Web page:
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Frameworks: Choose the Right Tools and Use Them Wisely

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Frameworks: Choose the Right Tools and Use Them Wisely

When selecting a technology stack for a new project, we all look for frameworks and libraries that can speed up delivery and simplify our lives. Sometimes, in our eagerness to streamline things, we overlook the implications that may arise as our project grows significantly bigger.

Recently, our team was working on porting part of an existing Vue.js application’s functionality into an existing Chrome Extension. Even though the extension was built on top of the Quasar Framework, it mostly used the framework as a convenient extension-building pipeline without utilising many of the components it provided. The porting process, which was supposed to be a walk in the park, turned out to be a challenging endeavour, akin to scrambling through jungles. And this is what was lurking in the darkness…

Frameworks Choose the Right Tools and Use Them Wisely

Mismatched Vue.js Versions

The first major issue we encountered was a mismatch in Vue.js versions. From Vue version 3.4.15 onwards, recursive (cross-dependent) computed properties caused — surprise-surprise — recursion, leading to rendering failures with non-obvious errors.

To identify the problem, we commented out blocks of code until we found the few lines causing all the trouble. These components were originally developed with Vue 3.2 and 3.3, so no issues had been observed before. We resolved this by explicitly specifying Vue version 3.3 in the dependencies, as version 3.4.14 also proved incompatible.

Hindsight Wisdom

It is definitely worth remembering the main aspects of a consistent dependency management approach. Using the following practices during development helps maintain the project’s health:

1. Install Dependencies with Exact Versions

// package.json
"dependencies": {
"vue": "3.3.0",
 "quasar": "2.0.0"
}

2. Use a Lockfile

Ensure your project includes package-lock.json or yarn.lock.

3. Run Deduplication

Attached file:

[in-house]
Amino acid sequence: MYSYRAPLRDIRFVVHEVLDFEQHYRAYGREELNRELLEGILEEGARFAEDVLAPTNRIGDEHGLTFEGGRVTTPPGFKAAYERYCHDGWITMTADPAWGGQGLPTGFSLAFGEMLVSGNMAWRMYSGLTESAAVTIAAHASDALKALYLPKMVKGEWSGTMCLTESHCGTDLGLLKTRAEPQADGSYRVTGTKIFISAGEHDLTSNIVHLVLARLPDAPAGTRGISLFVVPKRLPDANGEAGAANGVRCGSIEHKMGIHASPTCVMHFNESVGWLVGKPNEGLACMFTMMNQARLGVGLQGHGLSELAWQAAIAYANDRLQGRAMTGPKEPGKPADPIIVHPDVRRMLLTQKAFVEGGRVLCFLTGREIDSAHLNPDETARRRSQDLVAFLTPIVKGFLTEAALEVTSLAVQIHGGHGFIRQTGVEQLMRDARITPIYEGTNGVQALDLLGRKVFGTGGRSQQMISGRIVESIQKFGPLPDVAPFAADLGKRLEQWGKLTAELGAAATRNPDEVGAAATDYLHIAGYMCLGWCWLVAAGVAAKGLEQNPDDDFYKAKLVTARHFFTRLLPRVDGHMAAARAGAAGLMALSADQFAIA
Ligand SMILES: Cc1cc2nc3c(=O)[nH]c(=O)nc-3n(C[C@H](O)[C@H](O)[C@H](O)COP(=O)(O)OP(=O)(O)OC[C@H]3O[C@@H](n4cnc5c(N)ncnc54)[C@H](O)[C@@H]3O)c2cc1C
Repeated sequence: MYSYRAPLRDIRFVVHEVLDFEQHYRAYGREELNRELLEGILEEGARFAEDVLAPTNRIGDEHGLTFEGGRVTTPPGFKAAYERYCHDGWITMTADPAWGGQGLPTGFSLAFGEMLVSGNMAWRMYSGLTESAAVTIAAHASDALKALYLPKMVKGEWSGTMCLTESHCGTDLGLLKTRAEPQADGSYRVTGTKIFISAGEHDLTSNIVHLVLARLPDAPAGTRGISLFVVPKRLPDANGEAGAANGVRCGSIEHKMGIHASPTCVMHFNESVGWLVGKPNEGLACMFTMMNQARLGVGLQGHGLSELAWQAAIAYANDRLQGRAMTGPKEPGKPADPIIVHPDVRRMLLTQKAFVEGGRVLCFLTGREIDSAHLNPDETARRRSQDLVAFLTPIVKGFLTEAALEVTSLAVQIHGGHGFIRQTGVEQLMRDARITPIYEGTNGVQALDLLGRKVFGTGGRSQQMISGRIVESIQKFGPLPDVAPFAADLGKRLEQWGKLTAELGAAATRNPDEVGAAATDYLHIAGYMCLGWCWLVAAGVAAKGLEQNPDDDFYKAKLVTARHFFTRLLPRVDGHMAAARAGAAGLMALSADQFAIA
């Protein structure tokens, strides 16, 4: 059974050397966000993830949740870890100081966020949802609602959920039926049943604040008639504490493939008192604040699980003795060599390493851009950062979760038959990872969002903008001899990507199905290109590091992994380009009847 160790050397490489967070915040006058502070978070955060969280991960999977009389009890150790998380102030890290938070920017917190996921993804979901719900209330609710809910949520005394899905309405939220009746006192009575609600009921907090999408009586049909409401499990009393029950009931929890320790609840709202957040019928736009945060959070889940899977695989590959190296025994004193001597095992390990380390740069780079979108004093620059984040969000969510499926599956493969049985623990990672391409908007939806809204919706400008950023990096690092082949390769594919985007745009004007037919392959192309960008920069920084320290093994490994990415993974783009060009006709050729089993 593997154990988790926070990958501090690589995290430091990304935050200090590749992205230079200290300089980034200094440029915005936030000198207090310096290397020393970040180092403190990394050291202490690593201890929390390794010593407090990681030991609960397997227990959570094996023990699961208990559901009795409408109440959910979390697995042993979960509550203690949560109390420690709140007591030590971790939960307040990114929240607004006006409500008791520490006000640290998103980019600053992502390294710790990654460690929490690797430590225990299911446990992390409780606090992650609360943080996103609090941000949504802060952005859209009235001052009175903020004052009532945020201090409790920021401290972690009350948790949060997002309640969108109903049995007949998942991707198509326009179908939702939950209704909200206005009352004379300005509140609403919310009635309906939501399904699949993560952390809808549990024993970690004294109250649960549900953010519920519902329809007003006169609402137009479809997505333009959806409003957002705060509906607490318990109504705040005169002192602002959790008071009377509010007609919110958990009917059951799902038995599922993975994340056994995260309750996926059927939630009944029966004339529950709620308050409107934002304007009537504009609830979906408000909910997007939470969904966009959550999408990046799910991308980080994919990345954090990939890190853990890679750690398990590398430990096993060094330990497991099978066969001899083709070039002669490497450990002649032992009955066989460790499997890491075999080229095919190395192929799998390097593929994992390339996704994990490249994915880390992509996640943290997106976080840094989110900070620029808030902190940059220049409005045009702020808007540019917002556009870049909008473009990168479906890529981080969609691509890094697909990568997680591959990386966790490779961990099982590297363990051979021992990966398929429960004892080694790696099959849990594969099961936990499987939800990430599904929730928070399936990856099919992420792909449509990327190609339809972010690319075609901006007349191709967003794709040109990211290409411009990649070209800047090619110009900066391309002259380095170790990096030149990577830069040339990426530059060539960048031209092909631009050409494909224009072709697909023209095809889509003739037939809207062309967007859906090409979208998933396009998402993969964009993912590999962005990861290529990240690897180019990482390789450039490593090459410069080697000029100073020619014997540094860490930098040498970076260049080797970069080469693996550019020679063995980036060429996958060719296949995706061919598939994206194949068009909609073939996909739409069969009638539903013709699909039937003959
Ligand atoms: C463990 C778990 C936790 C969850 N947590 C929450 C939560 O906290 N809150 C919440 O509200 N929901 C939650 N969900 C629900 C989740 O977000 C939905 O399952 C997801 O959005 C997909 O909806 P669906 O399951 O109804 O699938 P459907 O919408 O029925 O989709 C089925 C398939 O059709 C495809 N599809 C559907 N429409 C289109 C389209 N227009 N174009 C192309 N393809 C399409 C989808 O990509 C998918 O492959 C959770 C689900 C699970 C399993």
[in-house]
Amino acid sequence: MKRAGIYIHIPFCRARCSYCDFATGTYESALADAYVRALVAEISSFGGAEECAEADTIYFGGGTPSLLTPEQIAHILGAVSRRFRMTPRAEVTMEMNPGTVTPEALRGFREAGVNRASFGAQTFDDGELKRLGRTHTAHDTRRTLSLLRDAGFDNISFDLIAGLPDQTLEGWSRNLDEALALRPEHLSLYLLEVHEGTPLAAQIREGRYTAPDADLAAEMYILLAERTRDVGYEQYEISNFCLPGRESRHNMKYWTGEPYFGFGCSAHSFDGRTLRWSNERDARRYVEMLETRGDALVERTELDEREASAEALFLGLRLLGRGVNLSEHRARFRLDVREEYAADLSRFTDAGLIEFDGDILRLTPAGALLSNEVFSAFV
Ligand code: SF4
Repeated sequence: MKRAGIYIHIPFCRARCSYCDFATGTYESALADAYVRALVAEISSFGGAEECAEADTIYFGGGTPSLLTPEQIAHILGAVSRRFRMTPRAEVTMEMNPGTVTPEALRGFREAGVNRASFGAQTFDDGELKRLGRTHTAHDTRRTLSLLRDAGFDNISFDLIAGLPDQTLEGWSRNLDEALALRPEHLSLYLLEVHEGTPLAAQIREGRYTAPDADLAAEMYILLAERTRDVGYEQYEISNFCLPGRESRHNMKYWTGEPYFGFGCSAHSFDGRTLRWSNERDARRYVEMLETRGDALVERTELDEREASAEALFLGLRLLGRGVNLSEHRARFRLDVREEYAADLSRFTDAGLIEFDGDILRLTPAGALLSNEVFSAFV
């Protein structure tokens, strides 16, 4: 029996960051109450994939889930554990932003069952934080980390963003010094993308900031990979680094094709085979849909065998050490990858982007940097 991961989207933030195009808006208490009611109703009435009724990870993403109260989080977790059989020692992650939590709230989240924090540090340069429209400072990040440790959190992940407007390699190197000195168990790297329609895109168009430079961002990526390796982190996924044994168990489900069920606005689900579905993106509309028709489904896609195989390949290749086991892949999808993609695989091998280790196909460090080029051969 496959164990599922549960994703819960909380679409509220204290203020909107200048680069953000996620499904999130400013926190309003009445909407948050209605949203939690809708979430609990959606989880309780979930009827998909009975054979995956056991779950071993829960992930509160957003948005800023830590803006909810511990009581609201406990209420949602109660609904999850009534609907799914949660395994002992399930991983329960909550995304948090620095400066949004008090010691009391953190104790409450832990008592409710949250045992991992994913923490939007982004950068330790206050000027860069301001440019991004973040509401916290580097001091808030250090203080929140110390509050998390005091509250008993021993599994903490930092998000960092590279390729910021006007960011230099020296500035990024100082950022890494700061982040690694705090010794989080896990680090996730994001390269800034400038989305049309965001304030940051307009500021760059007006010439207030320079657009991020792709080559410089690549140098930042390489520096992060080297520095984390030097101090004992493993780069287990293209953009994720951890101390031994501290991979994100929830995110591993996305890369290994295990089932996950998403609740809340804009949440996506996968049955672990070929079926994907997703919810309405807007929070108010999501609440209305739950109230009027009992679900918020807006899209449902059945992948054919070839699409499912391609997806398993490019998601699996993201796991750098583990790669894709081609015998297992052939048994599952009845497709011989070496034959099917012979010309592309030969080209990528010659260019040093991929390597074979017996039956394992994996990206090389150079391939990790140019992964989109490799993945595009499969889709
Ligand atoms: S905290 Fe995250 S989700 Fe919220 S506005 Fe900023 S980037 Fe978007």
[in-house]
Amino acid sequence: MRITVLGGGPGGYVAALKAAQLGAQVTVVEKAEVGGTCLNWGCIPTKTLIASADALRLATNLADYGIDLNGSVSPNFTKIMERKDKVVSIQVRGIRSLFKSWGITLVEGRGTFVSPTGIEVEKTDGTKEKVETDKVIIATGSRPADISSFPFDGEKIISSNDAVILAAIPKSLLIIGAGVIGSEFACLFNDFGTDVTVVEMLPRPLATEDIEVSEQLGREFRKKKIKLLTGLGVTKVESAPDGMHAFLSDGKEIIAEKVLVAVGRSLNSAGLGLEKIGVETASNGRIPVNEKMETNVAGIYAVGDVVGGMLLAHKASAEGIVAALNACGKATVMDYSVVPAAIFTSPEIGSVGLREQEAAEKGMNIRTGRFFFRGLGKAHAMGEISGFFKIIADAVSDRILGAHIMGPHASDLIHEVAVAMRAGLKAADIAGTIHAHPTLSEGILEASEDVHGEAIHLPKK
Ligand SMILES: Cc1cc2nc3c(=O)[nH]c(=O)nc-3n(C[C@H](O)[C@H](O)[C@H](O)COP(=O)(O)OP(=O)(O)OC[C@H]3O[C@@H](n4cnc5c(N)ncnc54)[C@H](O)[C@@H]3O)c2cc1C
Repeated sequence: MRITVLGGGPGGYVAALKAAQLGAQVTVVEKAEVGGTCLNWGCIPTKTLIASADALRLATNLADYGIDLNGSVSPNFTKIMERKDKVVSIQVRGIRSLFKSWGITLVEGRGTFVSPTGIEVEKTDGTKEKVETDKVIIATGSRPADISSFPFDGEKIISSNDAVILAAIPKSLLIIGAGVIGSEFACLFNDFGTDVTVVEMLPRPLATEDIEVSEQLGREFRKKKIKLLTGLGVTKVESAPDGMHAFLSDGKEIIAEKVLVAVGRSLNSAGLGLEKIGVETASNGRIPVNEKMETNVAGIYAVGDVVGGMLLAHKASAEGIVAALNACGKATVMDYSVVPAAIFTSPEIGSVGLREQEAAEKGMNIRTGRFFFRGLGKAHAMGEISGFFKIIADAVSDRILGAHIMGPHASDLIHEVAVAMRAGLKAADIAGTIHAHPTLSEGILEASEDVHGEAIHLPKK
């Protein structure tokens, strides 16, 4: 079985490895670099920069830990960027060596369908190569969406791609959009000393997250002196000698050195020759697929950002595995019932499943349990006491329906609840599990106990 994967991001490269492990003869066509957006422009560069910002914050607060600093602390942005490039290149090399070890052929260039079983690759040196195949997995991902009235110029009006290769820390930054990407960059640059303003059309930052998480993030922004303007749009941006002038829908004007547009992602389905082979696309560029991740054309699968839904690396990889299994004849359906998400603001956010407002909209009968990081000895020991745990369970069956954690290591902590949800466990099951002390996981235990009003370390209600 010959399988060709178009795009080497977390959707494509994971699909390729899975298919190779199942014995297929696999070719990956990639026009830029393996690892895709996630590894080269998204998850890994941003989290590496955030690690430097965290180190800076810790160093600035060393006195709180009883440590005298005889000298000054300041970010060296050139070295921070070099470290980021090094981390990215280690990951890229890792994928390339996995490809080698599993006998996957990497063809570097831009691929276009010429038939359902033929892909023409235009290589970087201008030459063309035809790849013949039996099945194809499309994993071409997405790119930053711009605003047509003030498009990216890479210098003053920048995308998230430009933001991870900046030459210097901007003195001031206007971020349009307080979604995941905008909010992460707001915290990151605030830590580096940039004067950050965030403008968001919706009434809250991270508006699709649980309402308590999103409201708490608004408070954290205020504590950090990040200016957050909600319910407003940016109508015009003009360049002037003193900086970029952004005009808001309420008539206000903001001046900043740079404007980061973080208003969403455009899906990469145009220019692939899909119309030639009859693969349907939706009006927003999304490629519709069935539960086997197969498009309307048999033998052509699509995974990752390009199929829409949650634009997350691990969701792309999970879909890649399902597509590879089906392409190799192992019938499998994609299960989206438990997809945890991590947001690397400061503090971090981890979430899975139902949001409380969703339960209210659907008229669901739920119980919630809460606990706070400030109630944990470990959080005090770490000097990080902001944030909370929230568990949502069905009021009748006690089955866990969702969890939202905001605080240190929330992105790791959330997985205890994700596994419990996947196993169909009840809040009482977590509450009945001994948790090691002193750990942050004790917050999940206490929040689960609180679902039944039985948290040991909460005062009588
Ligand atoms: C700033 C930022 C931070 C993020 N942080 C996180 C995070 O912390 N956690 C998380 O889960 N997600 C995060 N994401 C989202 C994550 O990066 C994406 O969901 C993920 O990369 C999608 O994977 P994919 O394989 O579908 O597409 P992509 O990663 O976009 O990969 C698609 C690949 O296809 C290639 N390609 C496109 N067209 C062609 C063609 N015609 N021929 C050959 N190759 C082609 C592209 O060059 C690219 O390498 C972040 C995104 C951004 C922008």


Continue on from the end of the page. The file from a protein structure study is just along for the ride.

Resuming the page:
npm dedupe

4. Set Up CI Pipeline

Create a CI pipeline that runs on every commit, installing dependencies and running tests to catch issues early.

5. Document and Communicate

Maintain a README.md with dependency version information and update protocols.

These recommendations are easy to follow and minimise the risk of version mismatches down the line.

Transient Dependency and Package Duplication

The next problem involved an emoji picker. Attempts to open it resulted in the error “[Vue warn]: resolveComponent can only be used in render() or setup()”.

To address this unfamiliar error, we turned to the vastness of the Internet for possible root causes and soon found a clue: multiple instances of Vue. Running “npm explain vue” confirmed our suspicion, revealing two versions of Vue in the project’s dependency tree. Following a recommendation, we used “npm dedupe” to remove the Vue version inherited from the emoji picker package, thus resolving the error. It was a classic “dependency of a dependency” problem, also known as “transient dependency”, where new components and libraries introduce hidden dependencies.

It’s useful to refer to tools like npm’s “npm ls” or Yarn’s “yarn why” to identify and troubleshoot transient dependency-related issues. Ignoring such problems may lead to version conflicts, project bloat, or even unexpected behaviour (aka “magic”).

Did We Even Need Quasar?

This experience reinforced the old mantra, “There is no silver bullet”. Initially, using a framework like Quasar can save development time by simplifying common tasks and providing predefined behaviour. However, as the project grows and complexities arise, the framework can start to “resist”, making it harder or even impossible to achieve your goals.

In our case, we had to supply fake CSS style files to override the default styles added by Quasar, which wasn’t an elegant solution. Additionally, Quasar did not support creating a proper build pipeline for the extension’s offscreen page. So, metaphorically speaking, opting for a trusted pair of old scissors instead of a fancy Swiss knife would have been more apt. The right tool for the right job can make all the difference.

Choose your software development tools wisely 😉

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